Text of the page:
Soluble fiber, which is found in foods such as oatmeal, grains, apples, and blueberries helps to slow down digestion and keeps you satiated for longer. Unlike insoluble fiber, soluble fiber ferments in the colon to produce short-chain fatty acids. This process triggers the production of glucose in the intestines, which is referred to as intestinal gluconeogenesis or IGN. While many nutritionists believe that IGN has an effect on blood sugar levels and can potentially kick you out of ketosis, recent research has shown that it improves glucose homeostasis – the balance of glucagon and insulin.
Sugar alcohols, otherwise known as polyols are difficult for the body to digest. This is why they tend to cause some digestive discomfort when eaten in excess. Sugar alcohols such as erythritol are commonly used as an alternative to refined sugar in most keto-friendly products and recipes. While they may be a healthier alternative to sugar, depending on their glycemic index, some can affect ketosis. When subtracting sugar alcohols from the total carb count it is important to know the difference in GI.
Erythritol has a very low GI therefore, the total grams per serving can be subtracted from total carbs. (Net Carbs = Total Carbs – Dietary Fiber – Erythritol).
Xylitol, maltitol, sorbitol, isomalt, and glycerin have a higher GI score, which means that the total grams per serving should be divided in half and then subtracted from the total carbs.
(Net Carbs = Total Carbs – Dietary Fiber – (Other Sugar Alcohols ÷ 2)).
Calculating Net Carbs
Your head may be spinning from all the information, but once you get down to it, it is pretty simple. Most nutrition labels have worked out the net carbs on your behalf and have stated it on the product already. However, some still only state the total carbs. Using both formulas above, you will be able to work out the net carbs in a few seconds. For example, A product that contains 20 grams of total carbs, 6 grams of fiber, and 2 grams of erythritol gives you a total of 12 grams of net carbs. If for example, the product contains maltitol then the total net carbs would be 13 grams because you divide the sugar alcohols in half.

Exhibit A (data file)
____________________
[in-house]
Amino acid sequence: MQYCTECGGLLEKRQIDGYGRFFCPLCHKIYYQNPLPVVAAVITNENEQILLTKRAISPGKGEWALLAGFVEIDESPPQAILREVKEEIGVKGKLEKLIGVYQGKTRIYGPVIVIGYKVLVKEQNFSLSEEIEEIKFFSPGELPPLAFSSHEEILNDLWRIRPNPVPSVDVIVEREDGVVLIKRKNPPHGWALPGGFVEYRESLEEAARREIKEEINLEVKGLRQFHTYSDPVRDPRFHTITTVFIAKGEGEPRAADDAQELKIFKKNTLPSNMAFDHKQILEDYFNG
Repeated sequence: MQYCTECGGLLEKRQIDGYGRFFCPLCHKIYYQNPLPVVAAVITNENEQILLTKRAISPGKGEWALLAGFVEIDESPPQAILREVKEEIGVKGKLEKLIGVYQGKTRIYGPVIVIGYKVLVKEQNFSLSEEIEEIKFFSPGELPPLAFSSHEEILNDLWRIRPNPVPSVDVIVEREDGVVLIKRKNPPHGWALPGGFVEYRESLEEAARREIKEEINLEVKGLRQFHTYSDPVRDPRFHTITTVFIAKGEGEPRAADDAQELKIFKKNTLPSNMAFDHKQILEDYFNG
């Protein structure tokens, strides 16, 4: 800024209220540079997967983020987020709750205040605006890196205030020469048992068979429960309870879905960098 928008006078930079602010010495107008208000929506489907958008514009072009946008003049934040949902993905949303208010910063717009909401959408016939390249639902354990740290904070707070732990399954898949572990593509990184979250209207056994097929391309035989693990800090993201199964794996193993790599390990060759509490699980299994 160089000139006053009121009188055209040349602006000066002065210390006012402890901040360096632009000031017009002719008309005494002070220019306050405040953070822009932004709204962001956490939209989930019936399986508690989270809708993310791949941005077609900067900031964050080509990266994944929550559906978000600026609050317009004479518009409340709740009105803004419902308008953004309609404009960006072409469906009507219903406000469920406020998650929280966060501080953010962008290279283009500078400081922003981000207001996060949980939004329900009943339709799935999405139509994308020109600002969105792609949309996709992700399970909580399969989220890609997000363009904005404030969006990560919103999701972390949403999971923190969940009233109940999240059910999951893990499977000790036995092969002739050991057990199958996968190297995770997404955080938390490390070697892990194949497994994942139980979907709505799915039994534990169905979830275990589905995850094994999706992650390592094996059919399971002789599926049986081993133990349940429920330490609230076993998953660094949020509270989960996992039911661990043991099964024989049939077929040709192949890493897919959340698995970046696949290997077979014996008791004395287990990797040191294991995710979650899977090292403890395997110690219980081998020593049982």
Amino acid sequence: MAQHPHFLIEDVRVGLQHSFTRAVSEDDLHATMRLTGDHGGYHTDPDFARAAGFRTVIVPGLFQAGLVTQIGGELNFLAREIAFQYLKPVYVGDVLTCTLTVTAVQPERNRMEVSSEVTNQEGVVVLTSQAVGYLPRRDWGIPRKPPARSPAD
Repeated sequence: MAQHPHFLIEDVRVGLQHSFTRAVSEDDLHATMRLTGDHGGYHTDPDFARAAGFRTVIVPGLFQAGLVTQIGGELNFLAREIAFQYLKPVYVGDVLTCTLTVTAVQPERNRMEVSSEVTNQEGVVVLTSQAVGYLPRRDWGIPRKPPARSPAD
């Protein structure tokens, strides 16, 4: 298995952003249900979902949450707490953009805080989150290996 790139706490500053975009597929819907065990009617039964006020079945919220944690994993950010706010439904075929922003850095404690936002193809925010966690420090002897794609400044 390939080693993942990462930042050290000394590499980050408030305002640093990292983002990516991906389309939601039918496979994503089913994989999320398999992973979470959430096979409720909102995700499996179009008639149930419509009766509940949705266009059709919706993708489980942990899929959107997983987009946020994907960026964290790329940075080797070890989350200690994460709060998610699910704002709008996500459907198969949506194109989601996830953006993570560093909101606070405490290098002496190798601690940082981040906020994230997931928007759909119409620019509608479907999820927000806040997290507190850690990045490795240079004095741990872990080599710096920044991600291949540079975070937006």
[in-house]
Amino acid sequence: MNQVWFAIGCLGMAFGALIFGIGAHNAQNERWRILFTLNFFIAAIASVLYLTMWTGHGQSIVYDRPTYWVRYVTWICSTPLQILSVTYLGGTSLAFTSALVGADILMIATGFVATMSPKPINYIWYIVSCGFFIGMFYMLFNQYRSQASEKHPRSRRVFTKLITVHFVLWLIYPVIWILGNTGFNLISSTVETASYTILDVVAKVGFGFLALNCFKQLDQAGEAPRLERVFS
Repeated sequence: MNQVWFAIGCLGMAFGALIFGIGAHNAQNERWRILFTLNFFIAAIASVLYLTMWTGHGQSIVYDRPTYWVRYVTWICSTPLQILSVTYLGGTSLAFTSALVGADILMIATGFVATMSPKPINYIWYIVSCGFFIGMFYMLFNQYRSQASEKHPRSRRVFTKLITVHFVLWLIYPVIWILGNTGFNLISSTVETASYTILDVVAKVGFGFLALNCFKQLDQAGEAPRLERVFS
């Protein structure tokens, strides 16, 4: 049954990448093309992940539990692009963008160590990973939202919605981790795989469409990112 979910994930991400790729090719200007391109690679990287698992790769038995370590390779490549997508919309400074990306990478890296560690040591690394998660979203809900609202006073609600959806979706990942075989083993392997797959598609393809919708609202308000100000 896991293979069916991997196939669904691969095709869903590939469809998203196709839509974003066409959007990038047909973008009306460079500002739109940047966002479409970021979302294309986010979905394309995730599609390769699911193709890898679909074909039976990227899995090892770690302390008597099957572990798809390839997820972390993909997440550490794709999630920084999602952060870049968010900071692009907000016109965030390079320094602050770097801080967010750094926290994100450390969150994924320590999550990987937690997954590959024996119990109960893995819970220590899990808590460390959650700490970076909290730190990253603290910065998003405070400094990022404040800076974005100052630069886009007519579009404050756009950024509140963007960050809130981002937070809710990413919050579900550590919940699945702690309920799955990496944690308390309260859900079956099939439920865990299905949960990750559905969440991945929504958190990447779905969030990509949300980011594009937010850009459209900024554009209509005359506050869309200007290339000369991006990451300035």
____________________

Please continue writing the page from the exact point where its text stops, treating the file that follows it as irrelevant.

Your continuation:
20 grams of total carbs
– 6 grams dietary fiber
– 2 grams erythritol (if it is any other sugar alcohol, divide the total grams in half first)
12 grams net carbs
Whole foods are easier to calculate because they do not contain any sugar alcohols. Take a medium avocado, for example, it contains 12 grams of total carbs and 9.2 grams of fiber. The formula would look like this:
12 grams of total carbs
– 9.2 grams of dietary fiber
2.8 grams net carbs
Since fresh produce does not come with nutrition labels, you can use this handy tool to find all the nutrition values you are looking for.
What About An Online Carb Counter?
There are hundreds of carb counter apps. Some allow you to track your meals and macros throughout the day while others use your personal information such as weight, exercise level, BMI, and fat percentage to work how much carbs, protein, and fat you should be eating to reach your ideal weight. Others allow you to scan barcodes of certain products and work out net carbs for you. Unfortunately, the downside to this is finding an app that meets all your needs without paying for the app or subscription. There are free carb counters available online, however, the functionality is limited.
If you are considering using an app to track your progress, it may take a bit of trial and error to find one that works for you. If you are not too keen on spending money, you can calculate your macros for free using the formula above. It all boils down to what works for your lifestyle. The only way you can tell if your macro ratios are working is to track your progress. If you are shedding pounds then it is working. There are no set rules, everyone is different. You may need to cut some meat out of your diet or you may find that you are eating too few carbs especially when exercising, it’s all about finding a balance that works for your body and lifestyle.